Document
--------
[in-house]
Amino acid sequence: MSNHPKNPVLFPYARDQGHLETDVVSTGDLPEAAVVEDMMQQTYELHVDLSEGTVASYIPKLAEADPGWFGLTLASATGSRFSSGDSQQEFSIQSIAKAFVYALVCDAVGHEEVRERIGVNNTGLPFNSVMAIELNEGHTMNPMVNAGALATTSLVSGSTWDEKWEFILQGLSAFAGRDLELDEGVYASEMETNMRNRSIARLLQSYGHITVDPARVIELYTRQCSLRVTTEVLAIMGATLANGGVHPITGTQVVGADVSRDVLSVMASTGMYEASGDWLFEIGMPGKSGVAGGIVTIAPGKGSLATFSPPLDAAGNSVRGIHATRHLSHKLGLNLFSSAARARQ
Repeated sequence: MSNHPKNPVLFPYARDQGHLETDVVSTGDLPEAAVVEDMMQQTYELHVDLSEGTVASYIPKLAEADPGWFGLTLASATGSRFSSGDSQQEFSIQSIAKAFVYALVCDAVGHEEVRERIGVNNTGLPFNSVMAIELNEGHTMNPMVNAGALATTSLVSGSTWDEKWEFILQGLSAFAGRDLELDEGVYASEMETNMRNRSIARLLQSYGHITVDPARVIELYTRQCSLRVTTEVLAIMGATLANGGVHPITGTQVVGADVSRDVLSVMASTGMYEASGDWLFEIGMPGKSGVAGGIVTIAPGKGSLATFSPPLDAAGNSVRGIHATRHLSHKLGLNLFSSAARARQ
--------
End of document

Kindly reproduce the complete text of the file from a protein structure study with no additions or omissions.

[in-house]
Amino acid sequence: MSNHPKNPVLFPYARDQGHLETDVVSTGDLPEAAVVEDMMQQTYELHVDLSEGTVASYIPKLAEADPGWFGLTLASATGSRFSSGDSQQEFSIQSIAKAFVYALVCDAVGHEEVRERIGVNNTGLPFNSVMAIELNEGHTMNPMVNAGALATTSLVSGSTWDEKWEFILQGLSAFAGRDLELDEGVYASEMETNMRNRSIARLLQSYGHITVDPARVIELYTRQCSLRVTTEVLAIMGATLANGGVHPITGTQVVGADVSRDVLSVMASTGMYEASGDWLFEIGMPGKSGVAGGIVTIAPGKGSLATFSPPLDAAGNSVRGIHATRHLSHKLGLNLFSSAARARQ
Repeated sequence: MSNHPKNPVLFPYARDQGHLETDVVSTGDLPEAAVVEDMMQQTYELHVDLSEGTVASYIPKLAEADPGWFGLTLASATGSRFSSGDSQQEFSIQSIAKAFVYALVCDAVGHEEVRERIGVNNTGLPFNSVMAIELNEGHTMNPMVNAGALATTSLVSGSTWDEKWEFILQGLSAFAGRDLELDEGVYASEMETNMRNRSIARLLQSYGHITVDPARVIELYTRQCSLRVTTEVLAIMGATLANGGVHPITGTQVVGADVSRDVLSVMASTGMYEASGDWLFEIGMPGKSGVAGGIVTIAPGKGSLATFSPPLDAAGNSVRGIHATRHLSHKLGLNLFSSAARARQ